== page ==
Your fade transition is rather abrupt.  It will put strain on the transition and create a hinge effect.   It's a common point of failure.   Typically the riser should be no more than 1/16" thick at a point 1" from the end of the fades.  Yours are approximately 3/16" thick.
Title: Re: Riser design
Post by: Mad Max on October 14, 2020, 09:28:49 AM
what length riser does a ASL need to have?
Title: Re: Riser design
Post by: Flem on October 14, 2020, 11:56:15 AM
Got pictures Flem????????


No sure what pictures your looking for Mark?

12-14" risers are pretty standard for Hill style, I personally like shorties.

Mike is spot on about the fades. The first drawing fades look good and the top drawing of the second sketch also looks good, but the bottom drawing is a no go.
Title: Re: Riser design
Post by: Mad Max on October 14, 2020, 12:03:19 PM
show him some risers Flem
Title: Re: Riser design
Post by: Flem on October 14, 2020, 12:14:23 PM
show him some risers Flem

Duh :banghead:

I will post some pics shortly
Title: Re: Riser design
Post by: Flem on October 14, 2020, 02:15:26 PM
OK, here are a few roughed out risers. Dimensions are not exact yet, but you can see they are all a little longer on the right side. Going for about an 1" on average. [ You are not allowed to view attachments ]
  Most of the grips are destined to be around 4" long. Definitely don't need a big, long grip on a Hill style, unless you have a real big meaty hand. I have had the opportunity to examine a few of Hill's personal bows, they don't have big grip and Hill was a big dude with big hands. They are not the kind of bows you grip with your pinky sicking out. They are made for a dynamic shooting style which requires a firm grip
Title: Re: Riser design
Post by: Buemaker on October 14, 2020, 02:55:28 PM
Did Howard Hill make the risers that way, about an inch longer on the upper limb?
Title: Re: Riser design
Post by: Flem on October 14, 2020, 05:59:58 PM
Actually I think of it as an inch shorter on the lower limb. If done right, the limbs balance/time without having to adjust the stack from limb to limb, or having to resort to extreme tillering.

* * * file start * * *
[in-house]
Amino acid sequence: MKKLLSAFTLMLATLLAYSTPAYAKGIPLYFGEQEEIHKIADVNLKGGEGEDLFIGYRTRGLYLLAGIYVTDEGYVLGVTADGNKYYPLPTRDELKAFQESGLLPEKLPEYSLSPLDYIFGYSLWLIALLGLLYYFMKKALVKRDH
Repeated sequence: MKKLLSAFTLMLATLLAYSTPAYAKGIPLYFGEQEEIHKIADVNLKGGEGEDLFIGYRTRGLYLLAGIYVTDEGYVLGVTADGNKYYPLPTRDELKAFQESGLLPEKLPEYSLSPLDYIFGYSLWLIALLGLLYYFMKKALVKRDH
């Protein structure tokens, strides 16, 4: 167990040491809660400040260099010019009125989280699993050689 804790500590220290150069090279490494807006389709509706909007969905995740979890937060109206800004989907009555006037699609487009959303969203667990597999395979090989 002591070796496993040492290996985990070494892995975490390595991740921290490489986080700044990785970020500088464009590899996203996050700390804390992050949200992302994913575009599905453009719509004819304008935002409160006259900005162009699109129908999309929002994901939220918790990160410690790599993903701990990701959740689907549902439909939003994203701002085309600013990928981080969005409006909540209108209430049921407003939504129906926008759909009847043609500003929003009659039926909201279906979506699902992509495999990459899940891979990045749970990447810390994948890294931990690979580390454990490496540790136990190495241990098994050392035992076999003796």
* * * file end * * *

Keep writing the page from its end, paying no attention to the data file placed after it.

Title: Re: Riser design
Post by: Flem on October 14, 2020, 06:07:48 PM
Sorry Bue forgot to answer your question. I don't think Howard made asymmetrical risers, but I have not seen that many of his bows. I know some of the bowyers contracted over the years by Howard Hill Archery have used them. Don't ask me which ones.
Title: Re: Riser design
Post by: Fishinglink on October 14, 2020, 08:21:40 PM
Adjusted the angles to thin out toward the tips of the riser.
Title: Re: Riser design
Post by: jsweka on October 14, 2020, 08:52:05 PM
I make mine with symmetrical risers (and limb length) and then let the bow tell me which end is up at first stringing.  But I’m kind of lazy and it makes tillering go quicker.
Title: Re: Riser design
Post by: Longcruise on October 14, 2020, 11:48:04 PM
I make mine with symmetrical risers (and limb length) and then let the bow tell me which end is up at first stringing.  But I’m kind of lazy and it makes tillering go quicker.

Ditto,  although I have an asymmetrical design that I'll try.  I go 14 or 15 inches so it is a little easier.
Title: Re: Riser design
Post by: algstick on October 15, 2020, 12:58:56 PM
I build all my risers symmetrical 14-15" fade to fade depending on bow length. I place the shelf 1 1/4" above the centerline of the bow making the bottom limb slightly shorter, this creates a built in positive tiller. I only run the belly glass up the riser ramp. I like the looks of the steep ramps but it does make for difficulty getting a good glue line especially with .050" fiberglass. This is just my 2 cents and what I see most In Hill style bows.